State visit to South Africa: Opening of exhibition
Ladies and gentlemen,
Dear Nobel Peace Prize Laureates,
The Nobel Peace Prize has been called the world’s most prestigious award. Four South-Africans have received this prize. It is a pleasure to see them here today as well as their representatives.
In 1960, 1984 and 1993, the Nobel Peace Prize was awarded to a South-African – and in the last case - two South-Africans.
In all three cases, the reason for awarding the peace prize to a South-African was largely the same. The Norwegian Nobel committee intended the prize as a contribution to peaceful development towards full democracy in South-Africa. The prize was a tribute to human rights advocates who actively participated in the struggle against the apartheid regime. “It was a long walk to freedom”.
South-Africa has taught the world what can be done when you have visionary statesmen and courageous people. Your country has shown us what can be done when you have strengths and convictions.
In the relatively new Chief Albert Luthuli Museum in Groutville in Kwazulu-Natal, there is a photograph of Mr. Luthuli, his wife and their child throwing snowballs at each other. It was taken outside the Royal Palace in Oslo in December 1961, when Mr Luthuli was finally allowed to travel to Oslo to receive the prize.
For Mr Luthuli, receiving the Nobel peace prize symbolised “a democratic declaration of solidarity with those who fight to widen the area of liberty”.
You, Bishop Tutu, delivered a strong message in your acceptance speech about the fight against apartheid and for justice and peace. You encouraged us all to strive to be peacemakers: “if we want peace. . . let us work for justice. Let us beat our swords into ploughshares.”
A year before the first free and democratic elections in South Africa, Mr de Klerk and Mr Mandela were both awarded the Nobel Peace Prize. At a momentous time in South-African history, you, Mr de Klerk, told us that a framework for peace needs a frame of mind, and spoke of “the frame of mind which leads people to resolve differences through negotiation, compromise and agreements instead of through compulsion and violence.”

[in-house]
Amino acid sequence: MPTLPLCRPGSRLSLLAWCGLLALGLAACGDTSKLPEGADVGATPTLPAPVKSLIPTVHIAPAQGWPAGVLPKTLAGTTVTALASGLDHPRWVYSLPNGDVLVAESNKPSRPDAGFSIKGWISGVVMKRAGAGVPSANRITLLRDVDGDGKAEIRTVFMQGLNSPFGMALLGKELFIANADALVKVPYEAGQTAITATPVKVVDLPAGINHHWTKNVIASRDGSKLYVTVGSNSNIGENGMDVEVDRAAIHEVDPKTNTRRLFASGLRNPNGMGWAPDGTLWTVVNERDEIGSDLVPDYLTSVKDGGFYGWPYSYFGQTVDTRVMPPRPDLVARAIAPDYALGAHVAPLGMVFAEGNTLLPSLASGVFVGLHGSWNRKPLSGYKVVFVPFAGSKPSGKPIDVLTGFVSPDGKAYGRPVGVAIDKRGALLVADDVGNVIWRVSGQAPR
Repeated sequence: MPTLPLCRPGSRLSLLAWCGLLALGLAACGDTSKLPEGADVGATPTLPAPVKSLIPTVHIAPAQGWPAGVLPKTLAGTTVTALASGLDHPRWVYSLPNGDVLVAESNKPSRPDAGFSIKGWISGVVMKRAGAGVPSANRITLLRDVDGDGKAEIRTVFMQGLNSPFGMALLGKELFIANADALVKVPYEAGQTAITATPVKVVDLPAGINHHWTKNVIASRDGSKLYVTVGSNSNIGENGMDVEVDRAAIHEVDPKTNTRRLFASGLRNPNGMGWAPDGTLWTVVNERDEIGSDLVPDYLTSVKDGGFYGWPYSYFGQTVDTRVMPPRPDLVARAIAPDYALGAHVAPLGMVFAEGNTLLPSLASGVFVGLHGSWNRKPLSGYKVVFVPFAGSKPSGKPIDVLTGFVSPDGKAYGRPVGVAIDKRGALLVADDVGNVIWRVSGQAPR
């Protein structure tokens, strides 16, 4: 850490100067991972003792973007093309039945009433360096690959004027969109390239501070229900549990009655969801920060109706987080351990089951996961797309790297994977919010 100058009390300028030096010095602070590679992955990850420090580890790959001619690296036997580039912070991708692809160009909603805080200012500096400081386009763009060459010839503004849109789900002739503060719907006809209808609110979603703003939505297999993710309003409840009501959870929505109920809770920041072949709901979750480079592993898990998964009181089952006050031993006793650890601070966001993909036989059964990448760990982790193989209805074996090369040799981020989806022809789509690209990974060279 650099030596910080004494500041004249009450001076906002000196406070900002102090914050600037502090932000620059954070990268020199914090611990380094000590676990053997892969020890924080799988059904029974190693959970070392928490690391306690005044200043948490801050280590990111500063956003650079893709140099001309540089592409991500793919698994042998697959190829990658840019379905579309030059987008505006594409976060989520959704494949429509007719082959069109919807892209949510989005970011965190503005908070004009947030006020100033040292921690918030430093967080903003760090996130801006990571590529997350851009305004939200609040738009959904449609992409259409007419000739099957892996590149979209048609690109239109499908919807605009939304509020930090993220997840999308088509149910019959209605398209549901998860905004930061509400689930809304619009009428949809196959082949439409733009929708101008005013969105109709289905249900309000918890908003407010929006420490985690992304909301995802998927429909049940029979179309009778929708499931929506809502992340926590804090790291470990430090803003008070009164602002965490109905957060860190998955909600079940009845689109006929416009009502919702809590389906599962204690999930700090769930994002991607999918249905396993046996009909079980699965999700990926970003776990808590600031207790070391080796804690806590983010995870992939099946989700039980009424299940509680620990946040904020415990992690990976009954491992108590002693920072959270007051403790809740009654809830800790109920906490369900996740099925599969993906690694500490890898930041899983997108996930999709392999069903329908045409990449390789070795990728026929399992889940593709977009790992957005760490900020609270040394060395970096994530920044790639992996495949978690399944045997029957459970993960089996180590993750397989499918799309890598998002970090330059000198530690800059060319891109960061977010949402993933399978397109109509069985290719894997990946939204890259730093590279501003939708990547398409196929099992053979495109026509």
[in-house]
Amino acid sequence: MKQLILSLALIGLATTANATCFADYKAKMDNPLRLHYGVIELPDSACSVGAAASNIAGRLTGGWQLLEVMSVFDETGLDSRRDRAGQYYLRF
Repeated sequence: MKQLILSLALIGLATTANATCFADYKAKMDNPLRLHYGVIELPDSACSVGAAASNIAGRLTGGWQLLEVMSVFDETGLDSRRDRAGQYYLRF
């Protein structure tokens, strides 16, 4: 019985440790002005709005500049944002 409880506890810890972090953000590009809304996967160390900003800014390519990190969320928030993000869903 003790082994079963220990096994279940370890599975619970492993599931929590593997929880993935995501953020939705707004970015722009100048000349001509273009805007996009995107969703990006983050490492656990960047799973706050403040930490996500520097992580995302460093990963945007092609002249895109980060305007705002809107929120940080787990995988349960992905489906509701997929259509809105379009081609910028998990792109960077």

I was delighted when I learned about the Nobel Peace Centre’s initiative to create this exhibition. I was delighted because I believe that the history of South-Africa and these four men holds a powerful message:
Every one of us can make a difference.
In May next year, the exhibition ‘Strengths and Convictions’ will open at the Nobel Peace Centre in Oslo at a time when the eyes of the world will be on South-Africa on the occasion of the 2010 Football World Cup.
I would like to congratulate the Nobel Peace Centre and the Zibo National Gallery, and all your cooperation partners, on an impressive and important exhibition.
Let me share with you a final quote before I formally open the exhibition. The words were spoken by Mr Mandela in his acceptance speech in Oslo: “We live with -the hope that as she battles to remake herself, South-Africa will be like a microcosm of the new world that is striving to be born.”
With these words I hereby declare the exhibition “Strengths and Convictions” officially open.